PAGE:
Coinbase has released its annual transparency report for the year 2022, which includes data that indicates law enforcement agencies around the world have started to pay more attention to the cryptosphere. The popular crypto exchange saw requests from global investigative agencies rise by 66 percent, taking the annual figure to 12,320. The US topped Coinbase’s list for seeking most information around suspicious crypto transactions from the exchange this year. From India, Coinbase recorded 44 requests from the authorities.
While authorities in the US made 5,304 requests for information from Coinbase, the UK ranked second with 1,744 queries between the period of October 2021 and September 2022, as per the report.
“Coinbase currently serves more than 108 million customers worldwide. We regularly receive and respond to requests from law enforcement and government agencies seeking customer account information and financial records in connection with civil, criminal, or other investigative matters. These requests can include subpoenas, court orders, search warrants, or other formal legal process,” the exchange wrote in its transparency report.
Other nations that reached out to Coinbase for details on fishy crypto activities constituted 57 percent of global requests.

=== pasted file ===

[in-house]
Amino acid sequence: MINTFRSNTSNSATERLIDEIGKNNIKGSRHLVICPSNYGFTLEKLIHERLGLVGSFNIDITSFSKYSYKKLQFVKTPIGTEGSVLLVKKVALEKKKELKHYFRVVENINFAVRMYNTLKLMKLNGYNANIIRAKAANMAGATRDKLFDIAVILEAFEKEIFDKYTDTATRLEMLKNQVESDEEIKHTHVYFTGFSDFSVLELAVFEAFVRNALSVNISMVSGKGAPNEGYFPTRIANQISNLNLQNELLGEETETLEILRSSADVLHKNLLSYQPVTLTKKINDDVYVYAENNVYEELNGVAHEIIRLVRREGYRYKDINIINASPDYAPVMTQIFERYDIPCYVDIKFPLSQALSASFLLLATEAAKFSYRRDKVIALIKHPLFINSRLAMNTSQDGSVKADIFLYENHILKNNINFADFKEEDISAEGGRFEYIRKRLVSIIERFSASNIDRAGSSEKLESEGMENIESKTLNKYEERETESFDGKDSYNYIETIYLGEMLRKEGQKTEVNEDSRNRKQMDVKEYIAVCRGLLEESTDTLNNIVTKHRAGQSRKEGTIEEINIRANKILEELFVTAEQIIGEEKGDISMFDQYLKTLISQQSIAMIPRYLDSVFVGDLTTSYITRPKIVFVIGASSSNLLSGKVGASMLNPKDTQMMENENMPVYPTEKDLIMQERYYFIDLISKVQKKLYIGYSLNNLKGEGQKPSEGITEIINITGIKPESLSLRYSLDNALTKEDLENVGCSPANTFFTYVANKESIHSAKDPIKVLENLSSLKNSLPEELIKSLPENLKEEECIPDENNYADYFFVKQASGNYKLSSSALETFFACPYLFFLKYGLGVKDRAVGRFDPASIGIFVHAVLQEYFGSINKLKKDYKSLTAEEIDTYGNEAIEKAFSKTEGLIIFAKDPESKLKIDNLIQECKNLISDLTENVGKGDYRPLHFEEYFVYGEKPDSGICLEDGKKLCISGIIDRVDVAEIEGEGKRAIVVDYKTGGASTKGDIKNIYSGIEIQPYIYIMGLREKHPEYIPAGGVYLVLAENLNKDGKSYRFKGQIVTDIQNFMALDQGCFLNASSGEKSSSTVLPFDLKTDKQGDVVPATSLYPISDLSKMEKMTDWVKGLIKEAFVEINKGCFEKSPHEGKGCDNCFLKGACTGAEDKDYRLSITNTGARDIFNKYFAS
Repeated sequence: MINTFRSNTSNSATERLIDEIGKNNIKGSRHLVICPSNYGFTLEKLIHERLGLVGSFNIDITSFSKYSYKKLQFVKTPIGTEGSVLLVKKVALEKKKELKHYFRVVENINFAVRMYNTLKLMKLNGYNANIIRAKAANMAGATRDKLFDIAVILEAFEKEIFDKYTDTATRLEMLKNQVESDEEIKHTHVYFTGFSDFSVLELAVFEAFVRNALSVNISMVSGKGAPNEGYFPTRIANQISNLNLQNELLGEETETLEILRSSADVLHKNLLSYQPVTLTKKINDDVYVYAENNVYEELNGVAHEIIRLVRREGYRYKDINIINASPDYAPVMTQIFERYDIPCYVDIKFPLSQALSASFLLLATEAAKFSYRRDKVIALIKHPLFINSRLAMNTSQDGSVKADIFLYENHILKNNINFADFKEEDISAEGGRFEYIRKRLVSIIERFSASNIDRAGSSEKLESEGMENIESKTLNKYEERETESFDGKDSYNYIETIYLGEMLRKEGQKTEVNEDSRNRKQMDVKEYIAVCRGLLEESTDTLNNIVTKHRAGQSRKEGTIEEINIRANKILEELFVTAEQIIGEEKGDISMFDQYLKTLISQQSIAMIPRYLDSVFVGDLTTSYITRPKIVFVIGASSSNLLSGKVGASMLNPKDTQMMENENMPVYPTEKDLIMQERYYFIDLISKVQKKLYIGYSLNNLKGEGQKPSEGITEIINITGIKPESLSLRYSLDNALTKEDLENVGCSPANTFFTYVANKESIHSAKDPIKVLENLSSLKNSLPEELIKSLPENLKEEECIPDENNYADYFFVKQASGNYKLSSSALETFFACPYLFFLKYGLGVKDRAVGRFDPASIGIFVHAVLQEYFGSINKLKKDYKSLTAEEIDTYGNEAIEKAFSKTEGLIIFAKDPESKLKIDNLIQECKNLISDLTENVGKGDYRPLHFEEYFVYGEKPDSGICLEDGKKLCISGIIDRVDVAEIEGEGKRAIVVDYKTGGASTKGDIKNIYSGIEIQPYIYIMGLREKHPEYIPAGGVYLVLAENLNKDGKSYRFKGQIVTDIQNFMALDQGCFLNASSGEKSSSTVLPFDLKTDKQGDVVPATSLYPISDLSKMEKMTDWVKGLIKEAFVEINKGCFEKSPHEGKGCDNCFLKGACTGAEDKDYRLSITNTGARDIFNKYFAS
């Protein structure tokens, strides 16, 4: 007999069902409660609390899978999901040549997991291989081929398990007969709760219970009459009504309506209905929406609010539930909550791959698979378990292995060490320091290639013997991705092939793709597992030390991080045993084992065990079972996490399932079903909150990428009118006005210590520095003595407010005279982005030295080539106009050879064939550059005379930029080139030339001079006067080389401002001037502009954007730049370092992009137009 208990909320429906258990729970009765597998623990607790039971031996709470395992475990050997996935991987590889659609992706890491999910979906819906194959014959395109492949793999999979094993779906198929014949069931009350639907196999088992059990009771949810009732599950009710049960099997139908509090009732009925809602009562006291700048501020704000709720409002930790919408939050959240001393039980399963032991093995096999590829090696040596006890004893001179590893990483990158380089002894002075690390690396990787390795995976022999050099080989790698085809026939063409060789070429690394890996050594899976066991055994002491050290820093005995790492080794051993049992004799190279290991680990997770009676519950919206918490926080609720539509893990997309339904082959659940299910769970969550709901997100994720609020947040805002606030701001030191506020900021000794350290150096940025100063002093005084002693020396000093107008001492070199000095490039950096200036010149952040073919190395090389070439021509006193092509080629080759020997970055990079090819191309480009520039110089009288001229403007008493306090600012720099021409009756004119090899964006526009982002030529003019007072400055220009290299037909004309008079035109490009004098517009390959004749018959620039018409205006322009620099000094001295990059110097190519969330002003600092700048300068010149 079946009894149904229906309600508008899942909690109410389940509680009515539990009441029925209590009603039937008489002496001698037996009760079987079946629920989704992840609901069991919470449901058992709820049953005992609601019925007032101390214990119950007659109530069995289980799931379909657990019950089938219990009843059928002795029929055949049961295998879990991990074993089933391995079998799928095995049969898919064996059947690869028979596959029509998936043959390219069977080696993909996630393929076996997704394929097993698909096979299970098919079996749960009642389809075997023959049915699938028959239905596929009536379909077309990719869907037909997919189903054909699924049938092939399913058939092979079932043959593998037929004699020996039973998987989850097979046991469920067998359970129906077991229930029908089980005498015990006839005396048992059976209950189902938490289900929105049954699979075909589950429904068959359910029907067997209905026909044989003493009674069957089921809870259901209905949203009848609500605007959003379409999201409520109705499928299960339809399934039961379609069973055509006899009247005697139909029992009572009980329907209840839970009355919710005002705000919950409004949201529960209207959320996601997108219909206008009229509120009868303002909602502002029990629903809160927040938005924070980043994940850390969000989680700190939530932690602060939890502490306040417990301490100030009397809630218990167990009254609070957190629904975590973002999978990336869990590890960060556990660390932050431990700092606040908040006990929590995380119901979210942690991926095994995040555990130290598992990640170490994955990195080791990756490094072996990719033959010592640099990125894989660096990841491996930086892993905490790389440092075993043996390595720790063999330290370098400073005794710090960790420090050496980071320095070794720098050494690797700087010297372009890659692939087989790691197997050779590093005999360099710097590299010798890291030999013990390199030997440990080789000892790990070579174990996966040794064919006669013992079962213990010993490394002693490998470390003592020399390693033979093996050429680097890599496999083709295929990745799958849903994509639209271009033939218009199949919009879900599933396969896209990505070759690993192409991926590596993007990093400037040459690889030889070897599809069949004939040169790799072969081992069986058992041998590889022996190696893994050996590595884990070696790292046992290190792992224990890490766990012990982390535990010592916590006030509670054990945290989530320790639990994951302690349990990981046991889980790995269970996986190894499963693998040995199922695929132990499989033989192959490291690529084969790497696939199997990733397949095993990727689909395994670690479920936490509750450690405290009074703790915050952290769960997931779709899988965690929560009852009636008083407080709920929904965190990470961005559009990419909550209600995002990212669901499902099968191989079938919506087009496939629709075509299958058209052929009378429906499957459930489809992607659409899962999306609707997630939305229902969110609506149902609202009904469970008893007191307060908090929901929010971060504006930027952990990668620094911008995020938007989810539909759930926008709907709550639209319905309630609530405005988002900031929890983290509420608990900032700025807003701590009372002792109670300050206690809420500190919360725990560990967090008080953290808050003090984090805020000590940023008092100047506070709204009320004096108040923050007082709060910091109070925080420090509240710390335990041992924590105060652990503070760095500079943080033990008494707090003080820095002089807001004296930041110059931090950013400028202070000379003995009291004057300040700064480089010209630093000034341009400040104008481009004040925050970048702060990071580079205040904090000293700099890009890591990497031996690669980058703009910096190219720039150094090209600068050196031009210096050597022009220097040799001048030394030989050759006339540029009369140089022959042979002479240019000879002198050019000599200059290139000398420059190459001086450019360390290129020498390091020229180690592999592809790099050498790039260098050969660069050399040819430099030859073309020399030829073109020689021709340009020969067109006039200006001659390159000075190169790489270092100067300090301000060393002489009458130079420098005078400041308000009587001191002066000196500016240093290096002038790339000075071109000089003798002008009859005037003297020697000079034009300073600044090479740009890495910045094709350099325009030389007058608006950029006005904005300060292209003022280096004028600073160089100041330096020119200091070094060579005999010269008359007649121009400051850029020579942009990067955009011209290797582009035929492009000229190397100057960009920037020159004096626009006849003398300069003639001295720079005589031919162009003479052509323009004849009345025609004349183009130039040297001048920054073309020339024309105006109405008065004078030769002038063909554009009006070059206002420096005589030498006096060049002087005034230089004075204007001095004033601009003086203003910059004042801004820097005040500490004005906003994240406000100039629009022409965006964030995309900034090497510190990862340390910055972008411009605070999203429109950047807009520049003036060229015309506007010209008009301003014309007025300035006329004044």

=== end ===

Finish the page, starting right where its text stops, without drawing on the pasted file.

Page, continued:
Argentina, Brazil, China, and Taiwan were among 21 nations where authorities reached out to Coinbase for the first time in 2022
“Six countries increased their number of law enforcement and agency requests by over 100 percent: Spain (+940 percent), Belgium (+400 percent), Italy (+281 percent), Netherlands (+163 percent), Austria (+141 percent), and Ireland (+118 percent). Coinbase has a trained team of lawyers, analysts, and other experts who review and evaluate each government and law enforcement request individually to assess its legal sufficiency and determine an appropriate response,” the report further noted.
For what its worth, crypto investors may be relived to know that authorities from so many nations are monitoring the sector closely.
Several nations have repeatedly expressed concerns about how often crypto assets are misused by criminals for laundering illicit funds across borders.
In addition, crypto-related scams also rose significantly this year. Chainalysis, in a report two months ago, said that the month of October this has been the worst in terms of crypto crimes, with losses of over $718 million (roughly Rs. 5,890 crore) recorded that month.
In light of these crimes picking up pace, the US government issued sanctions against privacy mixer tools like Tornado Cash, that were being used by crypto criminals to deposit their stolen funds into anonymous accounts.
Nearly 10 percent of all funds sent from illicit addresses are sent to mixers, a report by Chainalysis had attested earlier this year.
In a bid to help law enforcement agencies understand the intricacies of the crypto world, crypto players have been bringing initiatives tailored to suit the task.
Binance for instance, launched the ‘Global Law Enforcement Training Programme’ in September, aiming to help police officers globally, understand how Web3 technology and the blockchain work.
(Except for the headline, this story has not been edited by PostX Digital and is published from a syndicated feed.)